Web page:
By M. Scott Morris | NEMS Daily Journal
Photojournalists capture moments, but not every moment finds a place in the Mighty Daily Journal. The newspaper’s three photographers, Thomas Wells, C.Todd Sherman and Deste Lee, spanned Northeast Mississippi in 2011, and you’ve had chances to see most of their best efforts. But sometimes a great photograph doesn’t fit with the story, so another shot runs in its place. Today, three of those not-quite-right images get second chances.
Lee was courtside in February, when the Mississippi State University Bulldogs and the University of Mississippi Rebels were playing basketball.
Football Coach Dan Mullen was there, and Lee noticed he was wearing the same shirt as his boss, Athletic Director Scott Stricklin. More importantly, she realized Mullen also had noticed the wardrobe coincidence.
“I’ve covered Mullen for a while, so I knew he was going to go and joke about it,” she said.
She watched the game and kept checking on Mullen as he made his way to Stricklin. Lee doesn’t know the exact nature of Mullen’s joke, but she was thrilled to catch both of their reactions.
“Dan Mullen seems to be a good bit more amused by it than Scott Stricklin,” she said. “You can tell Stricklin is like, ‘Aw, dang, I didn’t know it was dress like your boss day.’”
This photo didn’t make the paper, but it stood out in Lee’s mind.
“It cracks me up still, looking at it and their different reactions,” she said.
The photo fits one of the basic tenants of photojournalism.
“Action and emotion,” she said. “You try to get one or the other.”
Wells went to Church Street Elementary School in Tupelo in May for the last day of school. It also was the last day Church Street was an elementary school. He captured seven or eight images that day.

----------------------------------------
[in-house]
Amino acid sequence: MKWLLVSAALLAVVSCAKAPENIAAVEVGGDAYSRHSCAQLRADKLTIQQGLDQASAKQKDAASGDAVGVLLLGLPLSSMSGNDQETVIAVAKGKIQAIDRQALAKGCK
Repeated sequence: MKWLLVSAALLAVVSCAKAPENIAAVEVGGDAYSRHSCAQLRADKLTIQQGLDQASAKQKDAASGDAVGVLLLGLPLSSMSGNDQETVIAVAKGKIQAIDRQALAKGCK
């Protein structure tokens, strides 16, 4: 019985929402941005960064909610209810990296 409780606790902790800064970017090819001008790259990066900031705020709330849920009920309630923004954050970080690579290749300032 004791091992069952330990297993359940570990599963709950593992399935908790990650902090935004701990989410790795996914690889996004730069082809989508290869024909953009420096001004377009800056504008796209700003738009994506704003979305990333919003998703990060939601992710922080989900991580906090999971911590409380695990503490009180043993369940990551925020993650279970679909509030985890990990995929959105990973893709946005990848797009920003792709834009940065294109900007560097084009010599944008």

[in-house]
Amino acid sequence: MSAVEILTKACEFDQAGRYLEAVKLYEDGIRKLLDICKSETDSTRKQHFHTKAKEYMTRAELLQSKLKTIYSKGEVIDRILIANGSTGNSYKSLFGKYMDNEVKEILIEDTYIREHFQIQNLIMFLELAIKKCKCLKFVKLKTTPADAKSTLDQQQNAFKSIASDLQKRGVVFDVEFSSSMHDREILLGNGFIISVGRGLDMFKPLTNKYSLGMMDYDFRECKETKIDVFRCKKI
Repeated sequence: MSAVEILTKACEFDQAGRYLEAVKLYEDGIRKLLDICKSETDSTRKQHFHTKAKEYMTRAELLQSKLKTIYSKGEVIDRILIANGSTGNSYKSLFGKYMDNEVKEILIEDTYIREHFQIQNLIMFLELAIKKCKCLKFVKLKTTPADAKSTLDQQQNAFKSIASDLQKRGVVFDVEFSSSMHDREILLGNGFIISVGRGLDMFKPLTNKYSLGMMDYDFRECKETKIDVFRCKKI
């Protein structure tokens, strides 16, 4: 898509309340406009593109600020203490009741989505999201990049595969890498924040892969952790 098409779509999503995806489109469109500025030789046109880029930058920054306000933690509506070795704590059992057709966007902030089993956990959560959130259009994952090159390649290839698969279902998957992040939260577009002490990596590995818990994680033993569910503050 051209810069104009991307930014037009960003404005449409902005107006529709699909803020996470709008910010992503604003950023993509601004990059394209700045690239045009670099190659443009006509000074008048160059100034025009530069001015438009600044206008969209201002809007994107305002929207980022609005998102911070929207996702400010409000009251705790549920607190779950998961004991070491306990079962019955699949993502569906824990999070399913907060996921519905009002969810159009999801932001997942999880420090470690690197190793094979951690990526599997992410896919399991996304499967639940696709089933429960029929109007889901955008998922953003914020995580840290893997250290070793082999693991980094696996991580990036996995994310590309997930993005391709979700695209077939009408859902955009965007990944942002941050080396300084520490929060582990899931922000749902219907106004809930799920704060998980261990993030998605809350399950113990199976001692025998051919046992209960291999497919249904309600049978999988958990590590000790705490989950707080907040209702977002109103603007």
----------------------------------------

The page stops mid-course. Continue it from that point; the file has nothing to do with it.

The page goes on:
“The editors decided to run a girl cleaning out her locker and sitting on the floor, throwing old papers away,” he said.
But he preferred another image that he caught as he was leaving.
“I was about 20 feet from my Jeep, and I saw this girl dragging a bag along the walkway,” Wells said. “She was struggling, but she was clearly having a good time.”
The bag looks as though it weighs more than she does, and the photo is framed by a pair of school buses that tower over her.
“The second bus just showed up when I was taking it,” he said. “It was just one of those right place, right time things.”
No stranger to end-of-the-year shots at school, Wells said he went to Church Street with certain expectations. This shot wasn’t one of them.
“Photos like this are the ones you really remember,” he said. “It’s not the ones you set up or the ones that showcase your artistic ability. It’s the ones where you had to be there. If you hadn’t been there, you never would have seen it.”
There’s nothing about the shot that says, “Church Street,” so it didn’t make the paper.
“I understood the reason,” Wells said, “but that’s a funny picture.”
Mount Vernon trouble
Sherman wanted people to know that he was conflicted about choosing a photo of a fire. No one was killed in the October blaze at Mount Vernon Samples polyfoam plant, but it was a nasty event.
“You hate to use a photo like this in a ‘best of’ list because you know it’s not the best for the people involved,” he said.
Sherman said shooting a fire is a rarity in Northeast Mississippi because fire departments are so good at their jobs.
“Usually by the time we show up, the flames are out,” he said.
He’d finished another assignment and got a call from the office. He followed the smoke and was surprised to find the building fully ablaze.
“I heard one of the fire captains say, ‘The building is gone. Let’s just keep it safe,’” he said.
The newspaper ran a different shot from a similar angle, but Sherman preferred this one because the fire inside the metal building pops against the distressed blue of the walls.
A firefighter has an ax and he’s clearly cutting a hole in the wall, providing two other firefighters an access point to spray water.
While standing safely away in a cotton field, Sherman caught the firefighters at work.
“This photo is the result of staying there and working with the elements and seeing what happens,” he said. “If it wasn’t photojournalism, it would be easy to use a computer to widen the hole or make the flames bigger, but in photojournalism, you play the ball where it lies.”